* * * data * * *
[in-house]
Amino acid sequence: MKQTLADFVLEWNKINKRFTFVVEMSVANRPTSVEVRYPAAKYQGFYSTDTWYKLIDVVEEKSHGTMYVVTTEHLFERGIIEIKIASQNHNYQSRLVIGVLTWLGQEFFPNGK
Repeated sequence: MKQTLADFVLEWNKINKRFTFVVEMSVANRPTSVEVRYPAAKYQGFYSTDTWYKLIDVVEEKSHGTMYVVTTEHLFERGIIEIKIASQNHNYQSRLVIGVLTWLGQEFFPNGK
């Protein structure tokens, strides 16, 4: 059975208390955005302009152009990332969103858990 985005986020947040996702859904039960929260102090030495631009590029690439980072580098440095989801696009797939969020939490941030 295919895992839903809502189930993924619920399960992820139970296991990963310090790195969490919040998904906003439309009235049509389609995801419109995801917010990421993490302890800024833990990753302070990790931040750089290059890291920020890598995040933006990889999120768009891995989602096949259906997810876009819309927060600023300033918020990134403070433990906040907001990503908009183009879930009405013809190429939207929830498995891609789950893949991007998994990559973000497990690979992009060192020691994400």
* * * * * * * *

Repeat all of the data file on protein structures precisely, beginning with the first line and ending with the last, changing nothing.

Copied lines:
[in-house]
Amino acid sequence: MKQTLADFVLEWNKINKRFTFVVEMSVANRPTSVEVRYPAAKYQGFYSTDTWYKLIDVVEEKSHGTMYVVTTEHLFERGIIEIKIASQNHNYQSRLVIGVLTWLGQEFFPNGK
Repeated sequence: MKQTLADFVLEWNKINKRFTFVVEMSVANRPTSVEVRYPAAKYQGFYSTDTWYKLIDVVEEKSHGTMYVVTTEHLFERGIIEIKIASQNHNYQSRLVIGVLTWLGQEFFPNGK
């Protein structure tokens, strides 16, 4: 059975208390955005302009152009990332969103858990 985005986020947040996702859904039960929260102090030495631009590029690439980072580098440095989801696009797939969020939490941030 295919895992839903809502189930993924619920399960992820139970296991990963310090790195969490919040998904906003439309009235049509389609995801419109995801917010990421993490302890800024833990990753302070990790931040750089290059890291920020890598995040933006990889999120768009891995989602096949259906997810876009819309927060600023300033918020990134403070433990906040907001990503908009183009879930009405013809190429939207929830498995891609789950893949991007998994990559973000497990690979992009060192020691994400």